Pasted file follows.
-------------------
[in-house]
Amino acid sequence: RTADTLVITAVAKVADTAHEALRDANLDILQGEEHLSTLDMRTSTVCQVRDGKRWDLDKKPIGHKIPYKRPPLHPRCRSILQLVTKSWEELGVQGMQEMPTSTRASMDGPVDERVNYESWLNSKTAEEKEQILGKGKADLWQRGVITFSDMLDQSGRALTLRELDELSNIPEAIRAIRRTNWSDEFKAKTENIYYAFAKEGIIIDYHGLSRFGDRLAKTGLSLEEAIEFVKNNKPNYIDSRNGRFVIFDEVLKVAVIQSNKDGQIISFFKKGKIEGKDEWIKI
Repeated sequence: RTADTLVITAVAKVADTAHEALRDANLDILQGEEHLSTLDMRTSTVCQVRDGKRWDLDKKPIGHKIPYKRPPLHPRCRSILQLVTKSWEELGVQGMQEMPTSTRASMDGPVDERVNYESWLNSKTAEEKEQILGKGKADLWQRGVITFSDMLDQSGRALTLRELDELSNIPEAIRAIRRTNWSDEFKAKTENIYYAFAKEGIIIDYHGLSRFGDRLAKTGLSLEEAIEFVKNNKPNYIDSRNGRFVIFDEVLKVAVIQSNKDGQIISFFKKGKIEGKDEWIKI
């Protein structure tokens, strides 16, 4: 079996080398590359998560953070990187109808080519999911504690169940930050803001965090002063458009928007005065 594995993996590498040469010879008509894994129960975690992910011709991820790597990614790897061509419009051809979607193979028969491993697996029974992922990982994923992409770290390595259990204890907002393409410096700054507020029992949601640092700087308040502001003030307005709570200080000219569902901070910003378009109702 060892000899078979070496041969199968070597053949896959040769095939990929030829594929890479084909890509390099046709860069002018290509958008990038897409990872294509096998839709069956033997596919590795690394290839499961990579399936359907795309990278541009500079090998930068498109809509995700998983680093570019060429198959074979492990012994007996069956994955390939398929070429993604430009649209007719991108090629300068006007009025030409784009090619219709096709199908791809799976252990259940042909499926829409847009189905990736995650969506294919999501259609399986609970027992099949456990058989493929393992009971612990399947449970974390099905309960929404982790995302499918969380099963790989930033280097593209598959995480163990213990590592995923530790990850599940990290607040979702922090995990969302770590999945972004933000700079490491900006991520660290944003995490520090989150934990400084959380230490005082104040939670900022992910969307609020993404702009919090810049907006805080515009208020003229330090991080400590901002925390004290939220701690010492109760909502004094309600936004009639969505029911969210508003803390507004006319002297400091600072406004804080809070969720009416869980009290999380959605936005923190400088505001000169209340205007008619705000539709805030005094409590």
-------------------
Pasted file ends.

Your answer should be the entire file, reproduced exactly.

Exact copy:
[in-house]
Amino acid sequence: RTADTLVITAVAKVADTAHEALRDANLDILQGEEHLSTLDMRTSTVCQVRDGKRWDLDKKPIGHKIPYKRPPLHPRCRSILQLVTKSWEELGVQGMQEMPTSTRASMDGPVDERVNYESWLNSKTAEEKEQILGKGKADLWQRGVITFSDMLDQSGRALTLRELDELSNIPEAIRAIRRTNWSDEFKAKTENIYYAFAKEGIIIDYHGLSRFGDRLAKTGLSLEEAIEFVKNNKPNYIDSRNGRFVIFDEVLKVAVIQSNKDGQIISFFKKGKIEGKDEWIKI
Repeated sequence: RTADTLVITAVAKVADTAHEALRDANLDILQGEEHLSTLDMRTSTVCQVRDGKRWDLDKKPIGHKIPYKRPPLHPRCRSILQLVTKSWEELGVQGMQEMPTSTRASMDGPVDERVNYESWLNSKTAEEKEQILGKGKADLWQRGVITFSDMLDQSGRALTLRELDELSNIPEAIRAIRRTNWSDEFKAKTENIYYAFAKEGIIIDYHGLSRFGDRLAKTGLSLEEAIEFVKNNKPNYIDSRNGRFVIFDEVLKVAVIQSNKDGQIISFFKKGKIEGKDEWIKI
């Protein structure tokens, strides 16, 4: 079996080398590359998560953070990187109808080519999911504690169940930050803001965090002063458009928007005065 594995993996590498040469010879008509894994129960975690992910011709991820790597990614790897061509419009051809979607193979028969491993697996029974992922990982994923992409770290390595259990204890907002393409410096700054507020029992949601640092700087308040502001003030307005709570200080000219569902901070910003378009109702 060892000899078979070496041969199968070597053949896959040769095939990929030829594929890479084909890509390099046709860069002018290509958008990038897409990872294509096998839709069956033997596919590795690394290839499961990579399936359907795309990278541009500079090998930068498109809509995700998983680093570019060429198959074979492990012994007996069956994955390939398929070429993604430009649209007719991108090629300068006007009025030409784009090619219709096709199908791809799976252990259940042909499926829409847009189905990736995650969506294919999501259609399986609970027992099949456990058989493929393992009971612990399947449970974390099905309960929404982790995302499918969380099963790989930033280097593209598959995480163990213990590592995923530790990850599940990290607040979702922090995990969302770590999945972004933000700079490491900006991520660290944003995490520090989150934990400084959380230490005082104040939670900022992910969307609020993404702009919090810049907006805080515009208020003229330090991080400590901002925390004290939220701690010492109760909502004094309600936004009639969505029911969210508003803390507004006319002297400091600072406004804080809070969720009416869980009290999380959605936005923190400088505001000169209340205007008619705000539709805030005094409590």